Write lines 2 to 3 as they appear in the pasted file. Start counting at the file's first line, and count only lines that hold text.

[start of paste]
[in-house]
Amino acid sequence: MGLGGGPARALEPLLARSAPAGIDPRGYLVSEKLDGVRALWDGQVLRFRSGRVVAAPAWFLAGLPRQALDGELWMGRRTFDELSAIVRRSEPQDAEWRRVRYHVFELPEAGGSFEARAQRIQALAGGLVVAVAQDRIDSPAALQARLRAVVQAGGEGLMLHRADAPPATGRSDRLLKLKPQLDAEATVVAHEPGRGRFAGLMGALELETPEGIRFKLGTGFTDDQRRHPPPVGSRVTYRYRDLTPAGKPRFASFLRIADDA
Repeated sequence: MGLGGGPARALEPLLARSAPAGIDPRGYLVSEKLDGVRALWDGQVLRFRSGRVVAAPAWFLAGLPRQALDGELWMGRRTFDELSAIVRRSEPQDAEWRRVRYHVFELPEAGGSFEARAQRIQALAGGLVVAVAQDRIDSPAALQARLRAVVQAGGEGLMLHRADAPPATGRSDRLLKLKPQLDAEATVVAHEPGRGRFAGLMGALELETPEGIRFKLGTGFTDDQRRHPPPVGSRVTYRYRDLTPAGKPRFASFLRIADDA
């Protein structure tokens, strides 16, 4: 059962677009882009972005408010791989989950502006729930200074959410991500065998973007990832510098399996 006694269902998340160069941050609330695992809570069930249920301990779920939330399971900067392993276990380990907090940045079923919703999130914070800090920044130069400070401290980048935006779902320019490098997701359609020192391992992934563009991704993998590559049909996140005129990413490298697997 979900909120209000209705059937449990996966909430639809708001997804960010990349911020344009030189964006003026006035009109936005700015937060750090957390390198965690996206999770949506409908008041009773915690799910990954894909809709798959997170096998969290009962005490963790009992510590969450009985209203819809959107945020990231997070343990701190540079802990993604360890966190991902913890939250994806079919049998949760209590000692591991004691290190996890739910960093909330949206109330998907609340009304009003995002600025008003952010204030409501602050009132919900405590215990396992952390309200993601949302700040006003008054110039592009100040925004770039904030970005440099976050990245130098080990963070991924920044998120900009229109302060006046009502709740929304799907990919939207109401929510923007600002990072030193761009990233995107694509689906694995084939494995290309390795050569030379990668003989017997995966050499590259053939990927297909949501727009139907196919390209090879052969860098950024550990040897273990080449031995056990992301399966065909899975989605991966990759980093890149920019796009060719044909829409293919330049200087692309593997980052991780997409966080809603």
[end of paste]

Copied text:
Amino acid sequence: MGLGGGPARALEPLLARSAPAGIDPRGYLVSEKLDGVRALWDGQVLRFRSGRVVAAPAWFLAGLPRQALDGELWMGRRTFDELSAIVRRSEPQDAEWRRVRYHVFELPEAGGSFEARAQRIQALAGGLVVAVAQDRIDSPAALQARLRAVVQAGGEGLMLHRADAPPATGRSDRLLKLKPQLDAEATVVAHEPGRGRFAGLMGALELETPEGIRFKLGTGFTDDQRRHPPPVGSRVTYRYRDLTPAGKPRFASFLRIADDA
Repeated sequence: MGLGGGPARALEPLLARSAPAGIDPRGYLVSEKLDGVRALWDGQVLRFRSGRVVAAPAWFLAGLPRQALDGELWMGRRTFDELSAIVRRSEPQDAEWRRVRYHVFELPEAGGSFEARAQRIQALAGGLVVAVAQDRIDSPAALQARLRAVVQAGGEGLMLHRADAPPATGRSDRLLKLKPQLDAEATVVAHEPGRGRFAGLMGALELETPEGIRFKLGTGFTDDQRRHPPPVGSRVTYRYRDLTPAGKPRFASFLRIADDA